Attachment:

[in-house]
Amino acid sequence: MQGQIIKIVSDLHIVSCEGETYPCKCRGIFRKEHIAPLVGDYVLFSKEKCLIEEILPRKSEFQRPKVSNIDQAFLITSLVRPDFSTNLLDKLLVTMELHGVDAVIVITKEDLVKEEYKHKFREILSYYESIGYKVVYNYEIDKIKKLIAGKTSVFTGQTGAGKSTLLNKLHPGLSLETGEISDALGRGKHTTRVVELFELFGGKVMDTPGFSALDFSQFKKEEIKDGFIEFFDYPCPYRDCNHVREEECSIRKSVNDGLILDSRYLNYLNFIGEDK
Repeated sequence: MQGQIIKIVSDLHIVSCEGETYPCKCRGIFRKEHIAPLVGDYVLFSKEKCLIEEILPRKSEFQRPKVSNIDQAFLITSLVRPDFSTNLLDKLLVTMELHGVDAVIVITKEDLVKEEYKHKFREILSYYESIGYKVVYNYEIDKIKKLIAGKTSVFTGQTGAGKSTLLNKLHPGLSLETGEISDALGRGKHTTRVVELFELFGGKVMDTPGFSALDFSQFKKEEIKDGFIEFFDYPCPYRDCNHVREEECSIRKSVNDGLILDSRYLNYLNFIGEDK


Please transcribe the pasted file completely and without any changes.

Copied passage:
[in-house]
Amino acid sequence: MQGQIIKIVSDLHIVSCEGETYPCKCRGIFRKEHIAPLVGDYVLFSKEKCLIEEILPRKSEFQRPKVSNIDQAFLITSLVRPDFSTNLLDKLLVTMELHGVDAVIVITKEDLVKEEYKHKFREILSYYESIGYKVVYNYEIDKIKKLIAGKTSVFTGQTGAGKSTLLNKLHPGLSLETGEISDALGRGKHTTRVVELFELFGGKVMDTPGFSALDFSQFKKEEIKDGFIEFFDYPCPYRDCNHVREEECSIRKSVNDGLILDSRYLNYLNFIGEDK
Repeated sequence: MQGQIIKIVSDLHIVSCEGETYPCKCRGIFRKEHIAPLVGDYVLFSKEKCLIEEILPRKSEFQRPKVSNIDQAFLITSLVRPDFSTNLLDKLLVTMELHGVDAVIVITKEDLVKEEYKHKFREILSYYESIGYKVVYNYEIDKIKKLIAGKTSVFTGQTGAGKSTLLNKLHPGLSLETGEISDALGRGKHTTRVVELFELFGGKVMDTPGFSALDFSQFKKEEIKDGFIEFFDYPCPYRDCNHVREEECSIRKSVNDGLILDSRYLNYLNFIGEDK